The year is 10,000 BCE. and a family has just finished forty long days of mourning for their embalmed loved one. After one last glance at all the treasures and favourite possessions they had carefully placed around and inside the tomb, the family makes its way out into the open air. None of them imagined that centuries later, tomb raiders would rudely storm in and steal what they had lovingly laid to rest that day.
Long before the idea of tomb raiders became romanticised in video games and movies, real-life tomb raiders were already in full action, venturing into the depths of dark tombs to steal embalmed remains and prized-possessions of the dead. During times of war, many tombs were raided by invading forces and ship-loads of treasures from the graves were taken away.
Even to this day, authorities around the globe are kept busy in their attempts to put an end to the illegal sale of historical treasures across international borders. Ancient antiques fetch large profits in the black market; it is no wonder that tomb raiding activities have survived for centuries. Indeed, there is no way of telling whether an irreplaceable piece of our history was sold off on the black market. Of course, today, getting caught for stealing from history is no longer considered a serious offence as much as it was in ancient Egypt – there was once a time when grave robbers were mercilessly executed for their crimes of stealing from tombs.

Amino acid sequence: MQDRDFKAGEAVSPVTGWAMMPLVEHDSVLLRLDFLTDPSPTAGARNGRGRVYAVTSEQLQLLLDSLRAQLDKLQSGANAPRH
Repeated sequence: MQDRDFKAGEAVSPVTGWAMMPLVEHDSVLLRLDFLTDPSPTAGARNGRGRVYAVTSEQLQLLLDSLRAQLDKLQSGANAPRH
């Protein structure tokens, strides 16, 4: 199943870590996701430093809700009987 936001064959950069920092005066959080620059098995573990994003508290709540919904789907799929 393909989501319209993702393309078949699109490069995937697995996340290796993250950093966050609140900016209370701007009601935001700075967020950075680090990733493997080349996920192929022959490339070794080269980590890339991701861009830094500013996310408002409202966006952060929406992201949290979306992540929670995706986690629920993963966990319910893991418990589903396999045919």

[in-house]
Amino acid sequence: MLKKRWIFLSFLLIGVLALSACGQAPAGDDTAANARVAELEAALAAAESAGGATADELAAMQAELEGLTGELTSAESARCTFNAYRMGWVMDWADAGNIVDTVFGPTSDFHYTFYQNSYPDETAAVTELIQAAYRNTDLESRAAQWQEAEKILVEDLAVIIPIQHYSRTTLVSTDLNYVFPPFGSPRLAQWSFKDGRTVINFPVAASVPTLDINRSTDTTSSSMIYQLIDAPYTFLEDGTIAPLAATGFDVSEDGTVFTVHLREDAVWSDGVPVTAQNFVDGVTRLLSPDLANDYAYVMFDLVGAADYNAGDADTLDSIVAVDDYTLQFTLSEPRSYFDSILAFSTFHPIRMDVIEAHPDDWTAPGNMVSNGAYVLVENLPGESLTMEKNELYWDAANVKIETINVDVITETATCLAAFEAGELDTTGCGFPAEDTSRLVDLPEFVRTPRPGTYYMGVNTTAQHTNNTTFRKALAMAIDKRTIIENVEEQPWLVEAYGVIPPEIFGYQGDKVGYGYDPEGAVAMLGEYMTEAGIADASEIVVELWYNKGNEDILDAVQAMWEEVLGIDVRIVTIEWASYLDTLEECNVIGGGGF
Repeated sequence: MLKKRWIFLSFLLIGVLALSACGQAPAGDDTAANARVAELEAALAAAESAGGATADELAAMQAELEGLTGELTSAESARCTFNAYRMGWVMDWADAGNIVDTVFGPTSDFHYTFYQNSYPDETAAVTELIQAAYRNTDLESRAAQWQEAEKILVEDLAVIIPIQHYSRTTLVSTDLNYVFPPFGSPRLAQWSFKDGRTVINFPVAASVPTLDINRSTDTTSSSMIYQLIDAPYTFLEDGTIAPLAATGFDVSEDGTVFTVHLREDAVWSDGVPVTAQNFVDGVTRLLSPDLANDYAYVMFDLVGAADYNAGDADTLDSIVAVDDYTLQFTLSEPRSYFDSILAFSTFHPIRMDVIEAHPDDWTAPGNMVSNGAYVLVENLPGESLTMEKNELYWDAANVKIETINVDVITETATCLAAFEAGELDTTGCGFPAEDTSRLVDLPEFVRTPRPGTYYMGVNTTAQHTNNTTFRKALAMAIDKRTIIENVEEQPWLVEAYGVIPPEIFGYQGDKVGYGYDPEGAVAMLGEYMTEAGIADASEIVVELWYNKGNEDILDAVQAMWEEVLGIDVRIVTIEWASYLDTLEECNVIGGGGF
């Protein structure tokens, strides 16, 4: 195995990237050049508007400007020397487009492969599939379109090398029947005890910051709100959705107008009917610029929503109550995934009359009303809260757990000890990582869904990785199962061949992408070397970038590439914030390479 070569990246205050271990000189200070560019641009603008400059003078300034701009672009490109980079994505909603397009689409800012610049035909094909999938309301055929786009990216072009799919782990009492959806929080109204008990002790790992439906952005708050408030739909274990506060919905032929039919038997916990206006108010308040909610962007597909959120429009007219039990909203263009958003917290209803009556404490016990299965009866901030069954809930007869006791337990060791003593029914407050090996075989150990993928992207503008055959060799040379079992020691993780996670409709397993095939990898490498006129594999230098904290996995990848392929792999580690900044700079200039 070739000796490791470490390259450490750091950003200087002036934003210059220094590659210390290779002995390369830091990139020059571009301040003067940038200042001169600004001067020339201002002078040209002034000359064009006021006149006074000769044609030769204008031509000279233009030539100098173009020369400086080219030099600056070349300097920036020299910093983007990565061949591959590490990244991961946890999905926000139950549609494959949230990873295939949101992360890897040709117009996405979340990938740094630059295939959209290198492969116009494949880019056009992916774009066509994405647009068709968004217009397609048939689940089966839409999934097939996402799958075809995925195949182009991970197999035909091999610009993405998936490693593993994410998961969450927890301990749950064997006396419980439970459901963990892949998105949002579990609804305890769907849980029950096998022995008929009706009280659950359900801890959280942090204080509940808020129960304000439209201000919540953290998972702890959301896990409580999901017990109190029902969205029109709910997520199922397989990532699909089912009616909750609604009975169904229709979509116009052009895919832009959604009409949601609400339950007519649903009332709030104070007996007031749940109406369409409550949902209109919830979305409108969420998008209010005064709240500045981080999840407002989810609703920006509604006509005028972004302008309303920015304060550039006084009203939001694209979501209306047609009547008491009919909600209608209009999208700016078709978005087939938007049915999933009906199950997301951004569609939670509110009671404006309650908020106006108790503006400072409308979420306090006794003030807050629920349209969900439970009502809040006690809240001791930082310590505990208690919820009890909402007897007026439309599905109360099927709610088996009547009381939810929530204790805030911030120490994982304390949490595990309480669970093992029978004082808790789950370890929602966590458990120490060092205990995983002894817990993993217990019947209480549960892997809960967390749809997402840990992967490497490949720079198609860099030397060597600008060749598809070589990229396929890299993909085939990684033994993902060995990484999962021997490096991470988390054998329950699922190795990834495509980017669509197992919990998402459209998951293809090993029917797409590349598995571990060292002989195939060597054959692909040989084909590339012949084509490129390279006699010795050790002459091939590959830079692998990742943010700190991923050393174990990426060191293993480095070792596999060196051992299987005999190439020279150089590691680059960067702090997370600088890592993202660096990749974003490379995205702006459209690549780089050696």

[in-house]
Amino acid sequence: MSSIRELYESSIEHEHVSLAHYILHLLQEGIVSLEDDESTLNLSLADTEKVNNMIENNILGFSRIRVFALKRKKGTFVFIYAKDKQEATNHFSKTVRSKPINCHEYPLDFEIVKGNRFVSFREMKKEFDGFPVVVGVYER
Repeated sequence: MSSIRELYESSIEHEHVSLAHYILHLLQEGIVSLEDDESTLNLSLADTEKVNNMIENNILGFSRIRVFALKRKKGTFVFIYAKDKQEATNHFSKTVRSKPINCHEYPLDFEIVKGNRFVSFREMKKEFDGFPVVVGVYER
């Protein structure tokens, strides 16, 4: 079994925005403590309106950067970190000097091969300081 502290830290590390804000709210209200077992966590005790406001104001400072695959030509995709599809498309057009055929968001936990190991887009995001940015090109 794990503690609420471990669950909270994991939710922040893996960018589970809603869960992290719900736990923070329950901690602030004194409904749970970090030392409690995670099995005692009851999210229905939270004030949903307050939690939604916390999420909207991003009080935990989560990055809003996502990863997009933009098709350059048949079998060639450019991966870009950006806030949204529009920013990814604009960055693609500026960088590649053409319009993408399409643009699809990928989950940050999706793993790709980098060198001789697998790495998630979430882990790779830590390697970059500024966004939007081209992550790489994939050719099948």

Today, there is an actual profession that specialises in digging up grave sites to unearth priceless treasures of the past. They are called archaeologists. There is however, an important distinction between the common grave robber and archaeologists – their motivation. For archaeologists, their tomb raiding efforts are driven by an endless curiosity to piece together the history of mankind. Instead of reaping impressive profits from selling excavated tomb treasures in the black market, archaeologists take their findings back to their lab for extensive research work.
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